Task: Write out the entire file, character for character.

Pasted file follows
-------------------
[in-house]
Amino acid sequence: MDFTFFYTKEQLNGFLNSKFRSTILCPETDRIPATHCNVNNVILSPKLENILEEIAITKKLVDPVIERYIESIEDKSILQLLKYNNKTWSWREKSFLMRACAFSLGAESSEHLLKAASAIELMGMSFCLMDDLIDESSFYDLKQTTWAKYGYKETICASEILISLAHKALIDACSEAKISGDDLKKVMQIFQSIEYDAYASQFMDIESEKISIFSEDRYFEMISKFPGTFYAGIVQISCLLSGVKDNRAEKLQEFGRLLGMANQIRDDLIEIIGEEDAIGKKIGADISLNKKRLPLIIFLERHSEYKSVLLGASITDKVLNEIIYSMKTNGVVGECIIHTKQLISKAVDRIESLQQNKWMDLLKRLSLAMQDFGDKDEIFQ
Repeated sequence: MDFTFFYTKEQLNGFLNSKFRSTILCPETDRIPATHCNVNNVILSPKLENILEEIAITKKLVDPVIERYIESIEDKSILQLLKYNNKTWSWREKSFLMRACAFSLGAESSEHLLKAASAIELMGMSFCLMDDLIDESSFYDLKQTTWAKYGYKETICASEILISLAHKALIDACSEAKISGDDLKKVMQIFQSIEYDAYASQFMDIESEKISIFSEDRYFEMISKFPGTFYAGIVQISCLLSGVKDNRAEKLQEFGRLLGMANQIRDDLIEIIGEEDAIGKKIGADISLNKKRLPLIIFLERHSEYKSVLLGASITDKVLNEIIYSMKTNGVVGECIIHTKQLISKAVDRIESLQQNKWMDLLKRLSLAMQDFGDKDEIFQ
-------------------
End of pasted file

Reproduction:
[in-house]
Amino acid sequence: MDFTFFYTKEQLNGFLNSKFRSTILCPETDRIPATHCNVNNVILSPKLENILEEIAITKKLVDPVIERYIESIEDKSILQLLKYNNKTWSWREKSFLMRACAFSLGAESSEHLLKAASAIELMGMSFCLMDDLIDESSFYDLKQTTWAKYGYKETICASEILISLAHKALIDACSEAKISGDDLKKVMQIFQSIEYDAYASQFMDIESEKISIFSEDRYFEMISKFPGTFYAGIVQISCLLSGVKDNRAEKLQEFGRLLGMANQIRDDLIEIIGEEDAIGKKIGADISLNKKRLPLIIFLERHSEYKSVLLGASITDKVLNEIIYSMKTNGVVGECIIHTKQLISKAVDRIESLQQNKWMDLLKRLSLAMQDFGDKDEIFQ
Repeated sequence: MDFTFFYTKEQLNGFLNSKFRSTILCPETDRIPATHCNVNNVILSPKLENILEEIAITKKLVDPVIERYIESIEDKSILQLLKYNNKTWSWREKSFLMRACAFSLGAESSEHLLKAASAIELMGMSFCLMDDLIDESSFYDLKQTTWAKYGYKETICASEILISLAHKALIDACSEAKISGDDLKKVMQIFQSIEYDAYASQFMDIESEKISIFSEDRYFEMISKFPGTFYAGIVQISCLLSGVKDNRAEKLQEFGRLLGMANQIRDDLIEIIGEEDAIGKKIGADISLNKKRLPLIIFLERHSEYKSVLLGASITDKVLNEIIYSMKTNGVVGECIIHTKQLISKAVDRIESLQQNKWMDLLKRLSLAMQDFGDKDEIFQ